“The Wedding Singer”, Queanbeyan Players directed by Amy Dunham and Sarah Hull. At the Queanbeyan Performing Arts Centre until July 1. Reviewed by BILL STEPHENS.
Müller, the 51-year-old live-wire who came to Canberra from a similar organisation in a Netherlands and once worked for Saatchi & Saatchi, stressed the need for archive staff to be “on the balls of our feet” as everything leaps firmly into the digital world, while still keeping its feet in the world of “GLAM”—”galleries, libraries, archives, and museums”.
The briefing was one of a series (others will take place in Sydney and Melbourne) and Müller was quick to talk up the archive as a potential world class centre of digital culture that would extend into the newest media, and to stress the need for “collective as opposed to solo genius”.In a 60-slide presentation, he showed those present, including the CEOs of other national institutions, everything from the first-ever YouTube posting (that had only happened in 2005, he pointed out) to his wild and wonderful vision for a new purpose-built National Museum on the Acton Peninsula.
His intended move out of the historical Art Deco building (formerly the Institute of Anatomy and even a morgue, which he describes as “another kind of archive”) which attracted the most questions, but that wasn’t what was primarily on Müller’s mind.
It was rather the challenge of harnessing collective genius as the archive moved into the digital future, with Analog technology as backup. The archive, which keeps memories alive for future generations, he said, needed to be smart, connected and open and relevance was of the highest importance—it had to be used.
Müller, formerly an advertising executive, adopted a bold and catchy approach in announcing that “we are not an archive any more, we are an IT company and… our mission is to collect, preserve and share”.
Quoting Ted Albert, the record producer and music publisher who discovered and rebranded the Easybeats, he said we needed to “have our own voice”, and through that achieve visibility, usability and sustainability.
The analog and physical presence was one thing, Müller said, but in the digital domain it was “all about ones and zeros”. Transforming the archive into that world would require collective action – “it’s no use to do things on your own anymore”.
In looking for an authentic and innovative approach, he said, there would be five key priorities.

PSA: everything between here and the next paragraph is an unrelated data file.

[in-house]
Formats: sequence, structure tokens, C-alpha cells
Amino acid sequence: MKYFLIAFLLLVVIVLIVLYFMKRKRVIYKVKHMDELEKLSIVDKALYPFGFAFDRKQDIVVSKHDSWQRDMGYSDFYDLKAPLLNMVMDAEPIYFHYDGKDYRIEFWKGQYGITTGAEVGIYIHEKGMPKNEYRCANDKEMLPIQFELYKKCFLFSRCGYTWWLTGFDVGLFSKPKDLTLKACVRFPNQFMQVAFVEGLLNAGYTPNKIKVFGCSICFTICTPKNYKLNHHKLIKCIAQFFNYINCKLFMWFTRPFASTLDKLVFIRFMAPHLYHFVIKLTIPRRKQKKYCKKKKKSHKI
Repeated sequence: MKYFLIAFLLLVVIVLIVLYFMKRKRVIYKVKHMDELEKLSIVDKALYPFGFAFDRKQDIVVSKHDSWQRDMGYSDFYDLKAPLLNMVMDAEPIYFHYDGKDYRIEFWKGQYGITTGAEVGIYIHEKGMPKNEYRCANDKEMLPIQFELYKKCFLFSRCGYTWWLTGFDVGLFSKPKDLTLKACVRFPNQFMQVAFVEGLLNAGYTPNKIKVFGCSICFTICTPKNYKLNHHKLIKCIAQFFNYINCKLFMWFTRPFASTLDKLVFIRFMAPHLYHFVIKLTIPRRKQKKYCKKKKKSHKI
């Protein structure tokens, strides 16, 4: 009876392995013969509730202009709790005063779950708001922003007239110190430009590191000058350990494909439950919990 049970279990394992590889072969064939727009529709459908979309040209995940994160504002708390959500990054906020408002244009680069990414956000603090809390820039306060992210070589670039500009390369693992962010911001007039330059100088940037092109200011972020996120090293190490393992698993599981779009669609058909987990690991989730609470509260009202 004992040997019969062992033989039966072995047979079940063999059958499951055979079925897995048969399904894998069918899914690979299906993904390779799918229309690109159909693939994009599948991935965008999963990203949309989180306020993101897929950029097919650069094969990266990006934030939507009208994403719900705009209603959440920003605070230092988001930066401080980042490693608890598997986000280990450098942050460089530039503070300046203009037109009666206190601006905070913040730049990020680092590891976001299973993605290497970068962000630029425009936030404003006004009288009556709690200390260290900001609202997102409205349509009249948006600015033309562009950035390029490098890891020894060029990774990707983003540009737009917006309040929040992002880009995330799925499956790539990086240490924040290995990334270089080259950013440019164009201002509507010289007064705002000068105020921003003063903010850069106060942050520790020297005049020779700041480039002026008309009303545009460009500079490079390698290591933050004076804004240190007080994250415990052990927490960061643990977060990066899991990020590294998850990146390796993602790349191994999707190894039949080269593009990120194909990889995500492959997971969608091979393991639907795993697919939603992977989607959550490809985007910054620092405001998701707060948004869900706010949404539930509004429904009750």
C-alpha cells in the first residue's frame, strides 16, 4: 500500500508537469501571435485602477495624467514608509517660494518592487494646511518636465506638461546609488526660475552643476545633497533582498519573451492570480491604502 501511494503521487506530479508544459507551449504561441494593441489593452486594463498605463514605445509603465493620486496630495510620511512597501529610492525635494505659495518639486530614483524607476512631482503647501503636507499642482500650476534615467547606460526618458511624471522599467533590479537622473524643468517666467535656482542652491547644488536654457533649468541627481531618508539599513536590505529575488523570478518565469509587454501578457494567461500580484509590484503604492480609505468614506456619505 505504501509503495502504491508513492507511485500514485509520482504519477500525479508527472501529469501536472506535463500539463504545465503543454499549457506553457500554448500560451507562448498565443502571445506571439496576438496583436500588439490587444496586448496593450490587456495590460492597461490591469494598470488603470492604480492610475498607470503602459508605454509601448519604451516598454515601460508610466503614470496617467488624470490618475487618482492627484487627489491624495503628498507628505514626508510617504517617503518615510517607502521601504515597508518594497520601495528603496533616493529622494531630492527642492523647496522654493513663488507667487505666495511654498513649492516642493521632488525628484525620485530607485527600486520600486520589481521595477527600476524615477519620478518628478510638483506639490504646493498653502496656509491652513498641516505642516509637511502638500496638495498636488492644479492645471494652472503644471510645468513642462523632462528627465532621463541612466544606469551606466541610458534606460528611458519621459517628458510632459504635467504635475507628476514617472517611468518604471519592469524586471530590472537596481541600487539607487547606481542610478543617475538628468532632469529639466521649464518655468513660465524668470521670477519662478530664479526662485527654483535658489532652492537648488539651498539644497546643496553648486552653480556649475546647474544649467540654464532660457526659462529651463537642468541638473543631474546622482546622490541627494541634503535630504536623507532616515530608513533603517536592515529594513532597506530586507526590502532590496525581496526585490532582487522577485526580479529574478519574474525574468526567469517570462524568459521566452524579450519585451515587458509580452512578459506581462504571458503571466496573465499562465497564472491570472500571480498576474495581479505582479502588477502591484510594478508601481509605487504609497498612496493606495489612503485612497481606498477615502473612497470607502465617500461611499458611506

The first would be to digitise 200,000 items in the collection by 2025 – real and magnetic tape would not last and machines which play them are often gone.
Secondly, the aim was to establish a national centre of excellence, a digital repository. In this aim the archive would not be alone and he pointed to other institutions like the National Museum, the National Archives and the National Library of Australia, all homes to large digital repositories.The third aim, he said with a Trumpian flourish, would to build a national profile for the NFSA “to become relevant again”. As part of that aim, the archive would host a blockbuster Heath Ledger exhibition from the W.A. Museum opening on August 10. Being relevant could also apply to the online experiences, he observed, commending the Jimmy Barnes online exhibition. It could apply to “offsite” activities too, with a tour in plan for the exhibition “Starstruck”, produced collaboratively with National Portrait Gallery.
The fourth aim was to collect, preserve and share by moving quickly to new media and multimedia, not forgetting the more ephemeral phenomena of YouTube, E-sports and interactive film.
The fifth and final aim was what audience had come to hear: “To redefine our physical presence, which is a nice way to say we want a new building.”
The drawings Müller showed were “concepts only”, but it was his belief that something like these could be achieved in five to seven years – and he was planning to be around to see it happen.
The Acton Peninsula, he said, would be close to natural partners AIATSIS and the NMA, allowing a “precinct of ideas” where collective genius could flourish and thus confirming the reputation of Canberra as the “capital of cultural innovation”.
As the slogan of Saatchi & Saatchi says: “nothing is impossible”.